|Matthew Henry's Concise Commentary|
22:1-9 The king of Judah is spoken to, as sitting upon the throne of David, the man after God's own heart. Let him follow his example, that he may have the benefit of the promises made to him. The way to preserve a government, is to do the duty of it. But sin will be the ruin of the houses of princes, as well as of meaner men. And who can contend with destroyers of God's preparing? God destroys neither persons, cities, nor nations, except for sin; even in this world he often makes it plain for what crimes he sends punishment; and it will be clear at the day of judgement.
Verse 6. - Unto the king's house of Judah; rather, concerning the house of the King of Judah; i.e. the royal palace, which, on account of its height and its being constructed so largely out of cedar-weed (comp. vers. 14, 23), is called "Gilead, and the summit of Lebanon," just as Solomon's palace was called "the house of the forest of Lebanon" (1 Kings 7:2). Of Gilead in general, Canon Tristram writes, "No one can fairly judge of Israel's heritage who has not seen the luxuriant exuberance of Gilead, as well as the bard rocks of Judaea." And again, "Lovely knolls and dells open out at every turn, gently rising to the wooded plateau above. Then we rise to higher ground and ride through noble forests of oak. Then for a mile or two through luxuriant green corn, or perhaps through a rich forest of scattered olive trees, left untended and uncared for, with perhaps patches of corn in the open glades" ('Bible Places,' p. 322). The cedars of Lebanon, however diminished, still bear witness to the ancient fame of this splendid mountain district. A wilderness, and cities which are not inhabited. The comparison has a terrible significance when read in the light of De Vogue's and Freshfield's discoveries. For Gilead itself is full of ruined cities of massive stone architecture. "It is no uncommon thing," says Mr. F.A. Eaton, "to see these houses in a complete state of preservation, built of huge blocks of black basalt, with slabs of the same for the roof, twelve feet long, a foot and a half wide, and half a foot thick, and entrance doors also of basalt... great solid stones of the same material being used as lintels at the top and bottom" (Speech at the meeting for setting on foot the survey of Eastern Palestine, November 30, 1880: Statement of Palestine Exploration Fund, January, 1880, p. 11). Cities which are not inhabited; not, indeed, the cities of Gilead of the time of Jeremiah, but constructed of materials which may reasonably be presumed to have been chiseled in a far more remote antiquity. (The date of the cities in their present state is subsequent to the Christian era.)
Gill's Exposition of the Entire Bible
For thus saith the Lord unto the king's house of Judah,.... That is, to the family of the king of Judah; though it may be rendered, "concerning the house of the king of Judah" (z); and so refer to his palace as before:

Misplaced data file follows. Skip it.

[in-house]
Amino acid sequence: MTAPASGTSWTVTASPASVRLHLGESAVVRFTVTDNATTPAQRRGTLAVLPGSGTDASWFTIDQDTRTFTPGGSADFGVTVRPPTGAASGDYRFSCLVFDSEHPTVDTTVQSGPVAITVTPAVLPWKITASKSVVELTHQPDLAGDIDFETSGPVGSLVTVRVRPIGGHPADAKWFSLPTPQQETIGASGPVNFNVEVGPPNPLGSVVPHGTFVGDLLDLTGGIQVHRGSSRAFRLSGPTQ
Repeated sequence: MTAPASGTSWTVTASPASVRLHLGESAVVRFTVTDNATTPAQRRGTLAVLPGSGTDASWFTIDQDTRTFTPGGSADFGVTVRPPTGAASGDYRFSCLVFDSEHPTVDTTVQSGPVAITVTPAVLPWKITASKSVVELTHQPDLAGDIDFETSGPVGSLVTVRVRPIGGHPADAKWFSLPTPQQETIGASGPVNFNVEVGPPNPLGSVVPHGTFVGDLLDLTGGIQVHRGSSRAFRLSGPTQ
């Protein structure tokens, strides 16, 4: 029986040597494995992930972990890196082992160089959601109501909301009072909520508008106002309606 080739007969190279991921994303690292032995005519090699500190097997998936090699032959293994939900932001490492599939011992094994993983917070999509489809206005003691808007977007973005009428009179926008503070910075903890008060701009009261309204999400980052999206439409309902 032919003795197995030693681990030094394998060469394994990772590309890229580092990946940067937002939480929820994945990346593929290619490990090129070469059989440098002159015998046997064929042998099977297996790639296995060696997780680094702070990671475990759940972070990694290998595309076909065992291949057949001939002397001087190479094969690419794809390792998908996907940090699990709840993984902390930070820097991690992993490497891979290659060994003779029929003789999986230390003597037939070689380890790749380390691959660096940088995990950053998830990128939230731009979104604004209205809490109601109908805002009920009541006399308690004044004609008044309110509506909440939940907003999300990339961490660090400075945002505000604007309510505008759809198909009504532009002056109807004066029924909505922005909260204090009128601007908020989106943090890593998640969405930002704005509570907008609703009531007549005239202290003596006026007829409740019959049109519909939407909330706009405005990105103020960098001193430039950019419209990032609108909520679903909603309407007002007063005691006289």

thou art Gilead unto me, and the head of Lebanon; or, though like to Gilead (which was a very fruitful country) for wealth, riches, and all kind of valuable things; and like to the top of Mount Lebanon (a), being set with tall cedars, for stateliness. So the Targum is,
"although thou art beloved before me more than the sanctuary, which is high upon the top of the mountains:''
or thou shall be as Gilead, and Mount Lebanon, which belonged to the ten tribes of Israel, and are put for the whole kingdom of Israel, which was wasted by the king of Assyria; and in like condition should the royal palace at Jerusalem be, notwithstanding all its riches and grandeur, and so the city and temple likewise; as follows:
yet surely I will make thee a wilderness, and cities which are not inhabited; though as fruitful as Gilead, yet shall become like a barren desert; and though full of children, courtiers, princes, and nobles, yet shall be like cities quite depopulated: or, "if I do not make thee" (b), &c. it is in the form of an oath, as Kimchi and Ben Melech observe; and to be supplied thus, if I do not do as I have said, let me never be believed; let me be reckoned a liar, or not thought to be God, and the like. It shows the certain accomplishment of these things.
(z) "de domo regis", Cocceius, Junius & Tremellius, Piscator. (a) "velut Gilead, ut caput Libani", Junius & Tremellius. (b) "si non posuero te", Vatablus, Pagninus, Montanus, Schmidt.
Jamieson-Fausset-Brown Bible Commentary
6. Though thou art as beautiful as Gilead, and as majestic in Mine eyes (before Me) as the summit of Lebanon, yet surely (the Hebrew is a formula of swearing to express certainly: "If I do not make thee … believe Me not ever hereafter": so "as truly as I live," Nu 14:28; "surely," Nu 14:35). The mention of Gilead may allude not only to its past beauty, but covertly also to its desolation by the judgment on Israel; a warning now to Judah and the house of David. "Lebanon" is appropriately mentioned, as the king's house was built of its noble cedars.
cities—not other cities, but the different parts of the city of Jerusalem (2Sa 12:27; 2Ki 10:25) [Maurer].
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